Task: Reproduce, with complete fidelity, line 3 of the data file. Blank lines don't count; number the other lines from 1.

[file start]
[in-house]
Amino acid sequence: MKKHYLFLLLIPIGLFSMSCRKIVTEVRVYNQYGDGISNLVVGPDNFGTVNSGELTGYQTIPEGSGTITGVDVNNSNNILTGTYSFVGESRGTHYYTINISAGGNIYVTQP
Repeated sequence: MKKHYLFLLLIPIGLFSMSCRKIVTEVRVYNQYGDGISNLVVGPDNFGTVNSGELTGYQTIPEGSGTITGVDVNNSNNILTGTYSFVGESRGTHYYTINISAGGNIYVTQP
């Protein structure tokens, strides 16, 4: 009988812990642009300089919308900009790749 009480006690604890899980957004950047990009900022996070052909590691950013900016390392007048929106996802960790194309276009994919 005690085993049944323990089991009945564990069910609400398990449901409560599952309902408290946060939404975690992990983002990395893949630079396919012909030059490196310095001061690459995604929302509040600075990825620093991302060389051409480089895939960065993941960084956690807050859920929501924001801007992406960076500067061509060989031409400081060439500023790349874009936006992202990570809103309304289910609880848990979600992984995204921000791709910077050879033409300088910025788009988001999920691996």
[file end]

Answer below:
Repeated sequence: MKKHYLFLLLIPIGLFSMSCRKIVTEVRVYNQYGDGISNLVVGPDNFGTVNSGELTGYQTIPEGSGTITGVDVNNSNNILTGTYSFVGESRGTHYYTINISAGGNIYVTQP